Another, though less common, cause of dictionary open failure is file corruption. ssceam2.clx (and all dictionary files with a .clx extension) are binary files. If these files are transferred from one system to another using "ASCII" or "Text Mode" file transfer, they will be corrupted. If the dictionaries were once openable but the Sentry DLL suddenly started returning errors on attempts to open them, and no other changes took place on the run-time system, it's possible that the dictionary files became corrupted through file system corruption or some other cause. Replacing the files should solve the problem.

A problem related to corruption is attempting to open a dictionary file which is in a format inappropriate for your version of the Sentry engine. This usually happens only with compressed dictionary files (which have a .clx extension). The "2" in the dictionary file name (e.g., ssceam2.clx) indicates the internal format version of the dictionary file. A "2" format version is compatible with the Sentry engine version 5.1 and later. If you are using, for example, version 5.15 of the Sentry engine, the .clx files you use should have names like sscexx2.clx. When you purchase supplemental dictionaries from Wintertree Software, dictionary files in both the current "2" format version and the older "1" format version will be included. For example, Wintertree Software's French dictionary product includes files sscefr1.clx and sscefr2.clx. You must use the file appropriate to your version of the Sentry engine. If you attempt to use sscefr1.clx with a Sentry engine version 5.1 or later, the file will not be opened. Similarly, if you attempt to use sscefr2.clx with Sentry engine version 4.22 or earlier, the file will not be opened.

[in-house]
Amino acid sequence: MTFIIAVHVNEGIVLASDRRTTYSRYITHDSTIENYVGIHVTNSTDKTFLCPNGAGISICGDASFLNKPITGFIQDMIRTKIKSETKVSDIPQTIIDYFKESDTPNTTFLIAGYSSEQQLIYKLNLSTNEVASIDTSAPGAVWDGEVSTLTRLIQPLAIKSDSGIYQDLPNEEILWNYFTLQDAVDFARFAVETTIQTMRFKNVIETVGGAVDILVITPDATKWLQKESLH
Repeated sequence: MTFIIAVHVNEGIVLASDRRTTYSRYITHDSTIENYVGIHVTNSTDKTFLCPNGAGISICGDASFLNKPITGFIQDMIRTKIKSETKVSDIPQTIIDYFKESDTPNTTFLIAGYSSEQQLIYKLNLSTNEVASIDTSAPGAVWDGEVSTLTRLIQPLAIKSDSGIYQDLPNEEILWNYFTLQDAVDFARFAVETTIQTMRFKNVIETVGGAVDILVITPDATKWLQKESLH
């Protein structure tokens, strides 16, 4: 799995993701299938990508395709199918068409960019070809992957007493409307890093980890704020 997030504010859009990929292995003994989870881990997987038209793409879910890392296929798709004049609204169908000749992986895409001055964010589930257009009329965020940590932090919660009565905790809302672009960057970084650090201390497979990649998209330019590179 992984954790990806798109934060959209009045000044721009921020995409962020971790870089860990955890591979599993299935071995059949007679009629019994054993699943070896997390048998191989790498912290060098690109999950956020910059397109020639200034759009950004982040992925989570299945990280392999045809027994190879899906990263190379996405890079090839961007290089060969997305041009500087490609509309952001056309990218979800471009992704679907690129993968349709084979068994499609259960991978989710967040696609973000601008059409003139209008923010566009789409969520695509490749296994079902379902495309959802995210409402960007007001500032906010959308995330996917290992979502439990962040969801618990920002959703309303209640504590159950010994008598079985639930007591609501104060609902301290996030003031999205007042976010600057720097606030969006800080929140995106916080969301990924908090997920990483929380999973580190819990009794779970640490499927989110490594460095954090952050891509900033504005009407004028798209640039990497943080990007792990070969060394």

If the dictionary files open successfully but many words are still reported as misspelled, a potential cause is assigning a relative path name to MainLexPath. Under some circumstances, the Sentry engine will re-open a compressed (.clx) lexicon file while checking spelling or looking up suggestions to load parts of the dictionary not cached in memory. To re-open the file, it uses the path name formed by prefixing the MainLexPath value onto the dictionary file name. If MainLexPath is relative, and the calling application's current directory has changed, the attempt to re-open the file may fail. As a result, the needed parts of the dictionary are not loaded into memory, and the words contained within those parts are reported as misspelled. The path assigned to MainLexPath should therefore always be absolute (i.e., should start from the file system's root directory).

Here are some things you can try to diagnose the cause and solve dictionary problems: